May 24, 2024
See the art inspired by the Wabanaki creation story | CBC News

See the art inspired by the Wabanaki creation story | CBC News

The art may display a stillness, but Spasaqsit Possesom, also known as Ron Tremblay, said everything that went into the work is very much alive. 

That includes some of his own work, on display at the George Fry Gallery on Queen Street in Fredericton as part of an exhibit produced by Indigenous students, alumni and faculty from the New Brunswick College of Craft and Design.

The exhibit, ‘It started with a thought,’ is a reference to how all creation stories start with a thought, said artist Lisa-Maude Aubin-Bérubé.

“This is us making our own creation stories about our mediums,” she said.

WATCH | Artist Lisa-Maude Aubin-Bérubé describes the Wabanaki exhibit, ‘It started with a thought’ 

Wabanaki artworks on display at Fredericton’s George Fry Gallery

‘This is us making our own creation stories’: Students at New Brunswick College of Craft and Design showcase their work.

According to the exhibition’s website, Wabanaki oral tradition holds that the world was created with a single thought from a mystical being.

The exhibit, on display until March 28, features both the traditional and the modern, such as painting, photography, quillwork, wood carving, beadwork and digital illustration. 

Artists used everyday objects and materials from nature, such ash and sweetgrass, to create their pieces.

Scroll through CBC contributor Ann Paul’s photos and watch CBC videojournalist Aniekan Etuhube’s video above to learn more about the art.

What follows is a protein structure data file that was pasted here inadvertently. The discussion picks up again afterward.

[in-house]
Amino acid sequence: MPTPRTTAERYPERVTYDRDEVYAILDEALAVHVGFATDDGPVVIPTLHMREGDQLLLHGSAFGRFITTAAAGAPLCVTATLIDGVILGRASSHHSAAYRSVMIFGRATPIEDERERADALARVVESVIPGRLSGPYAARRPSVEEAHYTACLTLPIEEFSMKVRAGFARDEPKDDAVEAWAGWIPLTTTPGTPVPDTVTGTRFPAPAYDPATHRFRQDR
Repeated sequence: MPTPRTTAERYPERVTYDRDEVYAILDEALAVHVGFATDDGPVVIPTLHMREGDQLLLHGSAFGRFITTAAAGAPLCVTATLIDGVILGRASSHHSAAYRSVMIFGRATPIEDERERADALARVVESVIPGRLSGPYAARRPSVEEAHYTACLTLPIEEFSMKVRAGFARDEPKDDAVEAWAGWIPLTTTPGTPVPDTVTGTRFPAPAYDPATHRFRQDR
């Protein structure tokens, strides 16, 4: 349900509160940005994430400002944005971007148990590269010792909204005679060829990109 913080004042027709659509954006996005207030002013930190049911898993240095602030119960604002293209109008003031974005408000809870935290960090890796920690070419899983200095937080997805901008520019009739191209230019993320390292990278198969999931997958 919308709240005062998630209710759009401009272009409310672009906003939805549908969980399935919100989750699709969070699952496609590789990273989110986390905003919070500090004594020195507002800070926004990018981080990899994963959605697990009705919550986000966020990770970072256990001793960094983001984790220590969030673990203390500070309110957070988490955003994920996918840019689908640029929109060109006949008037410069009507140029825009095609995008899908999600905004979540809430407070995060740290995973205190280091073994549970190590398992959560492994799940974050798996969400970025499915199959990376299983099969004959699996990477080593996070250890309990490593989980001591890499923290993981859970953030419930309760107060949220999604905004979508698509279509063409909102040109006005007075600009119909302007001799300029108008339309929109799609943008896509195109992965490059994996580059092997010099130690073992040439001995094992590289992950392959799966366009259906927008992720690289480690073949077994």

A woman with long, brown hair wearing a black sweater stands next to an illustration of a woman making a basket.
Emma Hassencahl-Perley, who’s also the exhibit curator, created this digital illustration called Breadwinner for the exhibition. (Ann Paul/CBC)
A wooden paddle with painted blue flowers on it rests on a pile of pine branches.
The George Fry Gallery, located at 408 Queen Street, is open Monday to Friday from 10 a.m. to 4 p.m. (Ann Paul/CBC)
Eyewear carved from wood rests on white fabric.
Rob Johnston made this piece, called Annguak (Present), using butternut, tung oil, leather, seal skin and glass beads. (Ann Paul/CBC)
A long, white strip of fabric with an embroidered deer and deer tracks rests on a deer antler.
This piece by Lisa-Maude Aubin-Bérubé, called Nutaptuwet, is about tracking a deer. It’s a Wampum using materials sinew, deer antler and leather. (Ann Paul/CBC)
A woman with long black hair stands next to a piece of art made using birch bark.
Natasha Sacobie used porcupine quills and birch bark to create this piece called Strength in Sadness. (Ann Paul/CBC)
Blue beadwork with green leaves on it sits on the left. A red hat with blue trim is on the right.
The Wabanaki art exhibit will be on display until March 28. (Ann Paul/CBC)
A man stands between a blue acrylic drawing and a photo of the moon.
Spasaqsit Possesom’s exhibition pieces include Possesomuwin (left), an acrylic on canvas, and Hunter’s Moon Rising, a digital photograph. (Ann Paul/CBC)

Ann’s Eye

Photographer Ann Paul brings an Indigenous lens to stories from First Nations communities across New Brunswick. Click here or on the image below to see more of her work. 

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